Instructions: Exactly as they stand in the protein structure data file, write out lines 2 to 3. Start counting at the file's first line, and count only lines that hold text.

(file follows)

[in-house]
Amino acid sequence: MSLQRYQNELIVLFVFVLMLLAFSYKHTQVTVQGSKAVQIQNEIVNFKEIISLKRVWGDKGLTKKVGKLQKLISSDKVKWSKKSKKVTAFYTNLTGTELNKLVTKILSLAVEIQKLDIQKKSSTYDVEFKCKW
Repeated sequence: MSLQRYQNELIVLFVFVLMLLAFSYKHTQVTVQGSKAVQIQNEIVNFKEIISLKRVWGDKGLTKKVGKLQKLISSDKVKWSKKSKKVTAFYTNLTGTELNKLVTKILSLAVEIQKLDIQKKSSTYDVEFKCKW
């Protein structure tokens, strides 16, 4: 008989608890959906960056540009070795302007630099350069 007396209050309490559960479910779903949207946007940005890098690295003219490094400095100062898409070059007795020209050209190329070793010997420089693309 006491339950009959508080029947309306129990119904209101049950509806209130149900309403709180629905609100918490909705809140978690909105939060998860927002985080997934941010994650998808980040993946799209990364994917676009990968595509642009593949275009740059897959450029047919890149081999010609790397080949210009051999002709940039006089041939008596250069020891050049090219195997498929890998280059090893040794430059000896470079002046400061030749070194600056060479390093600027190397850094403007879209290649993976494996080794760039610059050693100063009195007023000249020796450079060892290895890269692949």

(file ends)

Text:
Amino acid sequence: MSLQRYQNELIVLFVFVLMLLAFSYKHTQVTVQGSKAVQIQNEIVNFKEIISLKRVWGDKGLTKKVGKLQKLISSDKVKWSKKSKKVTAFYTNLTGTELNKLVTKILSLAVEIQKLDIQKKSSTYDVEFKCKW
Repeated sequence: MSLQRYQNELIVLFVFVLMLLAFSYKHTQVTVQGSKAVQIQNEIVNFKEIISLKRVWGDKGLTKKVGKLQKLISSDKVKWSKKSKKVTAFYTNLTGTELNKLVTKILSLAVEIQKLDIQKKSSTYDVEFKCKW